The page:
Two days after Universal Music Group (UMG) announced it would likely pull its music catalog from TikTok over a licensing dispute, indie publishing giant Primary Wave Music has come out in support of the company’s decision.
In a statement released Thursday (Feb. 1), Primary Wave, led by founder/CEO Larry Mestel, said it applauds UMG “for standing up to TikTok and its blatant disregard for artists and songwriters” while blasting TikTok’s response to UMG’s decision, which UMG announced in an open letter addressed to its artists and songwriters on Tuesday (Jan. 30).
“The notion that TikTok would try to rationalize willfully underpaying artists because, the platform says, it offers artists ‘promotion’ is a decades-old canard that has no place in any modern music business,” the Primary Wave statement continues. “Artists and songwriters need to be compensated appropriately for their work and protected from unethical uses of AI. Period. We’re proud to stand alongside UMG and the artist advocates that have called upon TikTok to appropriately pay and protect the songwriters and artists who are critical to the growth and cultural relevance of the platform.”
Primary Wave represents multiple artists and estates with deals with UMG, including Olivia Newton John and Bob Marley.
In UMG’s open letter, the company — which boasts such superstars as Taylor Swift, BTS, Drake and The Weeknd on its roster — announced that all UMG music would be removed from TikTok after its current licensing deal expired Thursday (Jan. 31) while citing deep disagreements over artist compensation, artificial intelligence, TikTok’s alleged failure to combat infringing musical works and user safety. It also accused TikTok of attempting to “bully” UMG “into accepting a deal worth less than the previous deal, far less than fair market value and not reflective of their exponential growth” by threatening to selectively remove the music of some of UMG’s developing artists.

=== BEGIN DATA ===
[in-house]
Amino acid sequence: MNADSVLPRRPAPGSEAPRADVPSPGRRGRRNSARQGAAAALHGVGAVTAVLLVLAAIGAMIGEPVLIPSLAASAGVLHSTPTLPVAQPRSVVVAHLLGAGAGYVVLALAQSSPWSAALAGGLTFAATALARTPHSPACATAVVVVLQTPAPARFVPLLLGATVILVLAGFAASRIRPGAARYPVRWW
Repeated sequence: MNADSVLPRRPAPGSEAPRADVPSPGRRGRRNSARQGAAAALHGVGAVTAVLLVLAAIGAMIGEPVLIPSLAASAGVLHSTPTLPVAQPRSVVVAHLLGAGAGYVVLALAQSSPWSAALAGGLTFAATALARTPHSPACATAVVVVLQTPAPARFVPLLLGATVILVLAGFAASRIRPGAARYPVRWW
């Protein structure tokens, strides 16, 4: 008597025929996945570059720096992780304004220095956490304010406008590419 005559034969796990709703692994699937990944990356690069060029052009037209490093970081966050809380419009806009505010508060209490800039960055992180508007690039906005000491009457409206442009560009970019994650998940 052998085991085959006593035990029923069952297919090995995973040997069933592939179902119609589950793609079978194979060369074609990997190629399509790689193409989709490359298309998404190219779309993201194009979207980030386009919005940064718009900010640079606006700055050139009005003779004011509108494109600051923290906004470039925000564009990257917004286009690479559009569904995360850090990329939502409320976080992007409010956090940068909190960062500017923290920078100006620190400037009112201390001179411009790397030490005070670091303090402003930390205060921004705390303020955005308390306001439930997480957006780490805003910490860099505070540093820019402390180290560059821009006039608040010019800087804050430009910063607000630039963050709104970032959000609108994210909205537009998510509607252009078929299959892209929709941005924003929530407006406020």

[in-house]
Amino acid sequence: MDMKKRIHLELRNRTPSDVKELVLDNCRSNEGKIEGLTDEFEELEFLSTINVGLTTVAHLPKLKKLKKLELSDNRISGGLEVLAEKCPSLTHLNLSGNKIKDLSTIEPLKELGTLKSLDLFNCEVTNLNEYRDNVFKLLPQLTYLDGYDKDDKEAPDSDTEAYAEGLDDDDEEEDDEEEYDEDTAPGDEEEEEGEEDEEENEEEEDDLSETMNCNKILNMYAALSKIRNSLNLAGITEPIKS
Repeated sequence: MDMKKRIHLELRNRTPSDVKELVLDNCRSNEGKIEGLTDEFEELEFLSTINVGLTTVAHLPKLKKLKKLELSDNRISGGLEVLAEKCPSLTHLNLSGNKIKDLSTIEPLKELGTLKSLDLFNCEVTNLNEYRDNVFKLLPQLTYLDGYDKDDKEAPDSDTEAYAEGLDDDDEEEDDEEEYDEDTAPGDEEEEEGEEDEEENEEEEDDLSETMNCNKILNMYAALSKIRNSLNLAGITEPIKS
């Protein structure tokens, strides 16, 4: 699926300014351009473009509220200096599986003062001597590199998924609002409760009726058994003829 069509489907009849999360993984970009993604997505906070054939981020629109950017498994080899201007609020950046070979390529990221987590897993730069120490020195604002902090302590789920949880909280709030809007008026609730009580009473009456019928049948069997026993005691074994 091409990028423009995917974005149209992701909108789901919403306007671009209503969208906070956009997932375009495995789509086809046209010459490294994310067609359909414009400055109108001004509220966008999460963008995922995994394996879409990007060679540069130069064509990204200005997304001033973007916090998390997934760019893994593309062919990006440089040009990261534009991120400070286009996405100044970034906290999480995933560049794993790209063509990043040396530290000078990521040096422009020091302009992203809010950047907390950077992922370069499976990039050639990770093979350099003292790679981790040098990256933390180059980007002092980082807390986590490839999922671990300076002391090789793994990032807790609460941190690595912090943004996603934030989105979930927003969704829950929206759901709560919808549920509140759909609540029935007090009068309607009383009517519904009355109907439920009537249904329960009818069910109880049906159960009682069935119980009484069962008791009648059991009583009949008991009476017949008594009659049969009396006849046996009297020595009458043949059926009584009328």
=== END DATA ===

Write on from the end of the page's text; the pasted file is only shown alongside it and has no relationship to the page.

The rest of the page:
Just hours later, TikTok responded by accusing UMG of putting “greed above the interests of their artists and songwriters” while slamming what it called UMG’s “false narrative and rhetoric…the fact is they have chosen to walk away from the powerful support of a platform with well over a billion users that serves as a free promotional and discovery vehicle for their talent.”
On Thursday (Feb. 1), UMG responded to TikTok by saying the platform’s own statement “perfectly sums up its woefully outdated view: Even though TikTok (formerly Musical.ly) has built one of the world’s largest and most valuable social media platforms off the backs of artists and songwriters, TikTok still argues that artists should be grateful for the ‘free promotion’ and that music companies are ‘greedy’ for expecting them to simply compensate artists and songwriters appropriately, and on similar levels as other social media platforms currently do.”
UMG’s catalog began disappearing from TikTok on Thursday.